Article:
The caveat of these stars are that they are catalogued on this site. If you know of a star that is nearer or further then do let me know in the comments and I'll add it to the site. The stars mentioned are from the Hipparcos catalogue or have been added because of their special status.

Gliese 205, Orion's Nearest Star

The nearest star to Earth is Gliese 205 which is roughly about 18.45 Light Years from the Earth. The nearest star to the Earth with an exoplanet is HIP 22627 which is about 40.08 Light Years.

HIP 27033, Orion's Furthest Star

The furthest star that is located in the constellation is HIP 27033 and it is 326163.3 light years away from the Sun. The furthest figure is derived from either the 1997 or 2007 Hipparcos star catalogue parallax figure and it has been known to produce distances that are wrong.

HD 44497, Orion's Dimmest Visible Star

The dimmest star that can be seen in Orion with the naked eye is HD 44497. The dim star has an apparent magnitude of 6. The dimmest star that a person is able to see with their naked eye is 6.0 magnitude based on the table in the reference. Ref: University of Michigan.


Betelgeuse is the star that is most likely to turn into supernova soon. However given that we are so far away from the star, it will not affect life on Earth. It will also not happen for thousands of years but when it does, it will be relatively near compared to other explosions. It is one of the largest stars out there in the milky way.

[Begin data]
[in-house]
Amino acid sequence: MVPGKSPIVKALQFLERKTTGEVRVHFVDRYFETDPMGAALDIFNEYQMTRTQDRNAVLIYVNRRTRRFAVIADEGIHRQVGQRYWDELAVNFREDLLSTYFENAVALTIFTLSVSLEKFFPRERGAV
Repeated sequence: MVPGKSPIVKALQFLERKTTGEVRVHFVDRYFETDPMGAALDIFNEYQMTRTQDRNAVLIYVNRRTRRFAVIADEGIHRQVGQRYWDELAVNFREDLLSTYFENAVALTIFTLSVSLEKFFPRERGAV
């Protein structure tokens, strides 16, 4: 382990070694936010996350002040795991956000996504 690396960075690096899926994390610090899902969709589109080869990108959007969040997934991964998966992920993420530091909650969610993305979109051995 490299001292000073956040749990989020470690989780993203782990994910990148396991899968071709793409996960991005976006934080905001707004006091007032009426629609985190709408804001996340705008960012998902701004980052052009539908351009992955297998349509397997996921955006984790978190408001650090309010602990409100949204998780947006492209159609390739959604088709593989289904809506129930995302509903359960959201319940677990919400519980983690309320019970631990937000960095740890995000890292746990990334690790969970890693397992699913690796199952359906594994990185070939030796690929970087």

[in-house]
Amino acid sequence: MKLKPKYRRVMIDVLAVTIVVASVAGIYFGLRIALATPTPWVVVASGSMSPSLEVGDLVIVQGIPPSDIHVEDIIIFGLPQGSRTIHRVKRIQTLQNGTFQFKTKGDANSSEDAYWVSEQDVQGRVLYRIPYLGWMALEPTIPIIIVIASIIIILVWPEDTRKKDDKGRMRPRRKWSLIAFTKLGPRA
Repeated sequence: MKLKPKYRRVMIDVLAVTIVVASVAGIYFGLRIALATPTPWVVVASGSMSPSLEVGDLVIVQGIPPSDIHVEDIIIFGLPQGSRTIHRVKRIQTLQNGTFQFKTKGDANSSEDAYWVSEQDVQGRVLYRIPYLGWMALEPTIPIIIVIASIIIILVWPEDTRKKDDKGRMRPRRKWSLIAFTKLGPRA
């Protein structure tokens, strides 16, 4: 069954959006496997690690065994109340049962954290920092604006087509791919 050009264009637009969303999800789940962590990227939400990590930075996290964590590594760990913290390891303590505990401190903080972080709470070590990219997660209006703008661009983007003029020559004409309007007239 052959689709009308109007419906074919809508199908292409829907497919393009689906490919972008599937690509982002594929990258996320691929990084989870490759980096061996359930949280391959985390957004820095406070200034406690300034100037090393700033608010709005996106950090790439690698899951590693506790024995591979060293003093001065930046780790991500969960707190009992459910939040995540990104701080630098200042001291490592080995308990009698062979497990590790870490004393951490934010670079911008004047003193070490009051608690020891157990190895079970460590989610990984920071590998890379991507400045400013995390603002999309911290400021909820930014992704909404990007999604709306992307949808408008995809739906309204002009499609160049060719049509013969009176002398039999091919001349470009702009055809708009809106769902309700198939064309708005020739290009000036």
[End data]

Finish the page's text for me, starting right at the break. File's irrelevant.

The cryptically named star is one of the first stars to have an exoplanet imaged. CVSO 30 is located slight more north of the Belt of Orion but you won't be able to see with the naked eye as it is too far away.


Rigel similar to the mans name of Nigel is a blue white star and one of the brightest in the night sky. Located to the east of the constellation is the Witch-Head Nebula, a nebula that resembles a head is lit up by the glow from the star. Although close to Rigel, the Witch-Head Nebula is located within the neighbouring Eridanus constellation.

Using Orion as a Guide